Are the days of Legacy car makers numbered ?

  • 8 August 2018
  • 4 replies
  • 100 views

Userlevel 3
Spoken to three dealerships recently, BMW, VW and Nissan and posed the simple question, “what is the length of the car’s granny cable”( the one with the 13 amp plug on the end)
Not one of the people I spoke to knew what I was talking about and worse they didn’t know the length, after me describing it.

Hyundai appear to have achieved good sales of their new Kona Electric, all online.
Few people in this country will have seen one.
Last week I had a very informative discussion with the guy in the Tesla showroom in Cambridge and at the end of it I concluded that the Tesla sales model was the one for me.

Can’t help thinking that the legacy makers are between two stalls at present and simply are not set up to enthusiastically sell EVs.
What do you think ?

4 replies

Userlevel 6
Badge +1
Hey @Peetee

I believe the Granny cable for the Nissan Leaf is 1.5mm. It isn't that often I need to use this cable. I am shocked to hear the dealerships were not able to provide to you the information. I must admit I am very interested in the Hyundai Kona Electric and wouldn't mind test driving it (Very much doubt I will Part ex my Nissan Leaf for one)

But to answer your question. It annoys and baffles me dealerships are not trained up on EV's which is why I think they are more interested selling you the dirty diesels because they have been selling them for years and know roughly what they are talking about. It is dealerships who making it harder for people to convert over to EV's. Whenever I talk to people and drive them in my Leaf, they are sold by the idea and I have actually converted a few of my friends and family because the dealership tried to sell them a petrol/diesel car.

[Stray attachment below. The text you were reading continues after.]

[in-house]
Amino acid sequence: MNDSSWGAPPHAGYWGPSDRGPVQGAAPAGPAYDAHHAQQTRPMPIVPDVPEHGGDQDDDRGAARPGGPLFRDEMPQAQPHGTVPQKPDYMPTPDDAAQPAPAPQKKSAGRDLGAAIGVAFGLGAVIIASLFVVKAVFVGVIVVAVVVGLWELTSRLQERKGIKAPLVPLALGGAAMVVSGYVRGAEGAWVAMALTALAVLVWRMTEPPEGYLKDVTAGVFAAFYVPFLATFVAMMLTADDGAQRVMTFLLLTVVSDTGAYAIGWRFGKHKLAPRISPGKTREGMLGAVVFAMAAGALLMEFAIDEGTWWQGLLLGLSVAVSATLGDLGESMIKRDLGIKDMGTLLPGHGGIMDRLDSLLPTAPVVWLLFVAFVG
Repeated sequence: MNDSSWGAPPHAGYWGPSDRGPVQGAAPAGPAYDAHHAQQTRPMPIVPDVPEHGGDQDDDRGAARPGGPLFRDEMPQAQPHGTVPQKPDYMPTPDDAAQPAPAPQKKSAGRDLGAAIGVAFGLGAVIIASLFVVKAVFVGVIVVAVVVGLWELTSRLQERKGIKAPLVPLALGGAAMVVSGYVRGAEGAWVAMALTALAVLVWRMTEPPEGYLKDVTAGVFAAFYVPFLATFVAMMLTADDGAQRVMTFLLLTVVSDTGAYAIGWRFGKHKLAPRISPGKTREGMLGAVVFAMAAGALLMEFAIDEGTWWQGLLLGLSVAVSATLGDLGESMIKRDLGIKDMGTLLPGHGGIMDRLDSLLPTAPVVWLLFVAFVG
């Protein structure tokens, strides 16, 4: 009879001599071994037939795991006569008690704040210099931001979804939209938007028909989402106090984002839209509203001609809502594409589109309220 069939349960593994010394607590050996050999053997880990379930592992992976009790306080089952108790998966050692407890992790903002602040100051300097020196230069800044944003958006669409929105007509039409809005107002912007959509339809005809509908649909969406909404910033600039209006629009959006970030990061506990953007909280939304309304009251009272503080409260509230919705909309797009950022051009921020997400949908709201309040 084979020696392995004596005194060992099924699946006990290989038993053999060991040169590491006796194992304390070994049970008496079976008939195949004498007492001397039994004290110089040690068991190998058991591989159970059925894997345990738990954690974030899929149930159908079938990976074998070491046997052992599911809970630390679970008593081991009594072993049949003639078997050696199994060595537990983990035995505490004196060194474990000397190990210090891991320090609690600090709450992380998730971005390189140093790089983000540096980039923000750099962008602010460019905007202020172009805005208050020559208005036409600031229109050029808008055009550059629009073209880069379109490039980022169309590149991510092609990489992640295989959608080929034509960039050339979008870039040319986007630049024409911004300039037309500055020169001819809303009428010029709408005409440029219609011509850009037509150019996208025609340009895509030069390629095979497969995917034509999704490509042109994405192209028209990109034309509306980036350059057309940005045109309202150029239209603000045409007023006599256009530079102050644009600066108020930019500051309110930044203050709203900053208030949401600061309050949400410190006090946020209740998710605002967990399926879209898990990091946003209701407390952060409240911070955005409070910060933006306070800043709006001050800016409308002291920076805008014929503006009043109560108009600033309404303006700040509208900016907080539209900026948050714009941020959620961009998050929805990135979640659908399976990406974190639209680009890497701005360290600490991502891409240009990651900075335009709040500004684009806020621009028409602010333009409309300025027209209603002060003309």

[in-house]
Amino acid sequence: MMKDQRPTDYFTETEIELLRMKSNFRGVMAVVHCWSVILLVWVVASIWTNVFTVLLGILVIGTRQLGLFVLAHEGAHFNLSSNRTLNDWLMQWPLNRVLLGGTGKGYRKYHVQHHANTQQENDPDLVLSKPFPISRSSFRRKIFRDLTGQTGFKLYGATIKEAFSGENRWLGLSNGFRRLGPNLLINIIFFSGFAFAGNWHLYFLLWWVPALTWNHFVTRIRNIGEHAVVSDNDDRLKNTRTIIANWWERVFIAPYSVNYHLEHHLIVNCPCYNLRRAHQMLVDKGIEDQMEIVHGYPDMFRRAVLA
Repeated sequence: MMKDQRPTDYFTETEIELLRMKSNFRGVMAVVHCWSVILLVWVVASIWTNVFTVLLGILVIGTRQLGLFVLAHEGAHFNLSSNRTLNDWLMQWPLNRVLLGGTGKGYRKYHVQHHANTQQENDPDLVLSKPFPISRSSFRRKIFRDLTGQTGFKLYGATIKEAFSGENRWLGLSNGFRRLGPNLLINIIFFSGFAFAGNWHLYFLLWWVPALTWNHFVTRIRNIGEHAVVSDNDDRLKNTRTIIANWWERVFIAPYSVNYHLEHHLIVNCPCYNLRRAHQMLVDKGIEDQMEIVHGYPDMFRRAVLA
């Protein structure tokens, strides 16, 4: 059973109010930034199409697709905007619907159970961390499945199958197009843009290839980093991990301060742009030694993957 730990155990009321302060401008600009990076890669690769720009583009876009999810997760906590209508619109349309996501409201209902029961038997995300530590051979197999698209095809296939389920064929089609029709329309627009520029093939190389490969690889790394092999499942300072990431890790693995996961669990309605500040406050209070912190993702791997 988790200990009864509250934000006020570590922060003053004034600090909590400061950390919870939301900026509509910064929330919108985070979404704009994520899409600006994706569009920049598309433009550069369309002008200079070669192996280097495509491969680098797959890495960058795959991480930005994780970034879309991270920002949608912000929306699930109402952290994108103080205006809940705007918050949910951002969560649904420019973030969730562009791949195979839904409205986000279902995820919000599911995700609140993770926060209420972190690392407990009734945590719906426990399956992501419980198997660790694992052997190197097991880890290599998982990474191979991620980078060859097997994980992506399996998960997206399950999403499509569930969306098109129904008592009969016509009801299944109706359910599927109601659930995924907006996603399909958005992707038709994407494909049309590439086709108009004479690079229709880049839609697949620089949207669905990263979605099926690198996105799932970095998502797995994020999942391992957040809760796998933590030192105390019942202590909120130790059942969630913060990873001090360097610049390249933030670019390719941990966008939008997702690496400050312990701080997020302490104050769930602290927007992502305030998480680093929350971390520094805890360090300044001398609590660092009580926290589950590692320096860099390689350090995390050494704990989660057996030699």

Userlevel 3
I imagine that 1.5 mm is a typo :)

You are quite correct that traditional dealerships are more interested in selling ICE cars at present.
Given the massive amount of self/pre-registration going on by companies like Jaguar with their diesel offerings it is no surprise.
Enormous pressure is applied by makers, so much so that Pendragon are exiting the new car market in favour of used, to pre-register cars and then sell them on in the used market with hardly any mileage on the clocks.
That is an enormous financial burden and only a foolish management would prioritise EV sales over existing expensive stock.
I did see an argument for a Dealership to train and incentivise at least one member of staff to deal with EV enquiries. That would overcome the issue of staff having to waste effort selling an EV when being targeted to sell stock.
Userlevel 6
Badge +1
Yeah sorry it was a typo haha. I still haven't woken up. Well hopefully with EV enthusiasts like yourself and I are around. I am sure this will change because when we go to purchase another car. It will not be an ICE vehicle. It will be another EV so they will need to step up their game if they want to compete with other dealerships. Tesla for being only EV's appear to be doing really well so it's not like EV's are just hype at the moment. They are the real deal!
Userlevel 3
Tesla plainly have a winning formula, even if naysayers, trolls and shorters would argue differently.
Legacy makers are between a rock and a hard place. Over many years they have demanded that their franchisees invest huge capital in premises, staff, training, stock and equipment and they know that Tesla are doing it in a way that they will need to adopt.
Dealerships can’t afford to deny themselves the significant income stream from servicing, often more profitable than sales, in order to remain viable and at the same time invest in AVs, a real conundrum:)

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